Kids, 18 and Older: Yeah, they’re not really kids anymore, but online they are likely still acting like kids.

Despite the talk about how future employers, voters and even future spouses etc. will become increasingly tolerant of youthful online indiscretions, it is far more likely that things you do at 18 or older could and will haunt you in the future.

At this age what can you do to make them realize that the "web is forever"?
  • Show:Ask if you can show them something about yourself that was posted online many years ago that no longer represents who you are or how you’d like people to think about you. Now ask them to imagine a scenario when that posting involved something that an employer might find objectionable. Use this as a springboard to discuss such ideas as "think twice, send once" and "How would grandma (or someone else important in their life) feel if they saw this?" All the while being non-judgmental and expressing that their future happiness is your primary concern.
  • Reassure:Try to take the discussion to the next level by asking about things that your child sees or hears online that make them uncomfortable and how they handle that. Tell them that they likely have a good "internal compass" and if something makes them uncomfortable they don’t have to be part of it and you’re always available to answer questions.
So, what do you think? Are there other things parents can do to help their kids navigate and stay safe online and in social media?

Related posts:
9 Ways to Maintain (Some) Privacy on Social Media, the Web
10 Tips for Social Media Beginners
Hey baby, not on social media? This might help …




Thursday, March 13, 2014

9 Surprising Things You Can Do With Twitter

Twitter is to social media what cheese is to a great sandwich – pretty much essential for great flavor, but often taken for granted.

While many use it as a newsfeed, a trend barometer or a way to keep in touch there are so many other things you can do on Twitter … some of them unexpected. I present…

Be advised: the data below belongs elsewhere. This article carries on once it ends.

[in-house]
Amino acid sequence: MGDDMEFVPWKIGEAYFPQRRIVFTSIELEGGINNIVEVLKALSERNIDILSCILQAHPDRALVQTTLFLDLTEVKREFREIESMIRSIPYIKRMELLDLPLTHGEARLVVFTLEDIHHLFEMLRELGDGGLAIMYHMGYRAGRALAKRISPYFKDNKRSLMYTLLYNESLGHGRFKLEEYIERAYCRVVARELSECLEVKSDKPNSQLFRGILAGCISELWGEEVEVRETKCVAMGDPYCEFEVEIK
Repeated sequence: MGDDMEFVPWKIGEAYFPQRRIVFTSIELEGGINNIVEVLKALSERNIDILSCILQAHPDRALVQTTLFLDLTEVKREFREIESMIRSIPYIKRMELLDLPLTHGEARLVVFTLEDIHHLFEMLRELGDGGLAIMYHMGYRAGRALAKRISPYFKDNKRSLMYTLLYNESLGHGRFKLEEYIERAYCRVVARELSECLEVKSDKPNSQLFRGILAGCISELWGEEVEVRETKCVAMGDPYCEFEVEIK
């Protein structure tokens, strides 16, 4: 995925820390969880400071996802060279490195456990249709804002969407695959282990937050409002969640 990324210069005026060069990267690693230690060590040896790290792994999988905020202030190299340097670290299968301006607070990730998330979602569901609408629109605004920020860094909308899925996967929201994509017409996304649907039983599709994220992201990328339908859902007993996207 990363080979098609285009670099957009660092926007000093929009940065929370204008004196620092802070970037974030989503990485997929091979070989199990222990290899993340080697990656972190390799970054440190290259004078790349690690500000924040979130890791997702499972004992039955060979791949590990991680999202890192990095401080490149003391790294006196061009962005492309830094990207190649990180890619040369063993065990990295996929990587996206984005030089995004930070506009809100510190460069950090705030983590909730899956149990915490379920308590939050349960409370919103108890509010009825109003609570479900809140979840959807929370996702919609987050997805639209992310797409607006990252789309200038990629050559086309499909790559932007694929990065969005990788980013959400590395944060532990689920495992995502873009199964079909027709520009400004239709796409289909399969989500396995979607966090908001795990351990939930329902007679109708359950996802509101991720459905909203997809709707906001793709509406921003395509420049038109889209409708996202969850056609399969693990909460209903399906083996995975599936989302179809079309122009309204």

9 Surprising Things You Can Do With Twitter

There are many surprising things you can do via Twitter
Surprise!
1. Book a hotel stay: Loews Hotels and Resorts now allows travelers to book rooms at 16 of its 19 properties via Twitter. Interested travelers tweet to @Loews_Hotels with the hashtag #BookLoews to express interest in a room. Then a Loews travel planner joins the Twitter conversation. The same Twitter account answers traveler’ questions and occasionally offers special deals. For more see Loews Hotels & Resorts Goes Social.

2. Gift a cup of coffee: Starbucks has a Tweet-a-Coffee program that can send a $5 Starbucks eCard to Twitter friends and followers. To do this users connect their Twitter account with Starbucks. They send a tweet that starts with "@TweetaCoffee to @recipientname because…." The @TweetaCoffee account then sends a tweet on the user’s behalf to the recipient, with a message. A few seconds later, a follow-up tweet from the official account will be sent with both parties mentioned in it, providing the recipient with a link to claim the coffee. For more, see Tweet-a-coffee sign-up page.

3. Buy, sell or fundraise: Chirpify is one app that allows users to buy and sell things or raise donations via Twitter. Both buyers and sellers need Chirpify and PayPal accounts. The system works by having buyers use certain keywords, the Twitter handle of the recipient, the amount being paid or sent and the reason for the transaction in a tweet to Chirpify. That platform then sends a confirmation tweet and a follow-up email. According to Buy And Sell On Twitter With Chirpify the service can be used for such diverse things paying bills to sending a friend a beer.

4. Get recipes: Gourmet recipes written in 140 characters or less? Twitter followers know it can be done because @Cookbook, by Maureen Evans (@Maureen) posts highly abbreviated recipes for dishes that range from omelets to souffle to tiramisu. Just be sure you understand all of the measurement abbreviations!

5. Water your plants: When your houseplants need watering a company called Botanicalls has a kit for a device that allows a plant (that’s right, the plant) to tweet its needs to you. With a Botanicalls Kit, an electronic sensor, ethernet connection and a bit of patience, you can set up an electronic sensor for your plants; it will automatically send out a Twitter message when a plant needs to be watered. Users even get a thank you note when they complete the task.

A house that tweets is just one surprise thing you can do on Twitter
Tom Coates' house tweets to him and a 1,000+ followers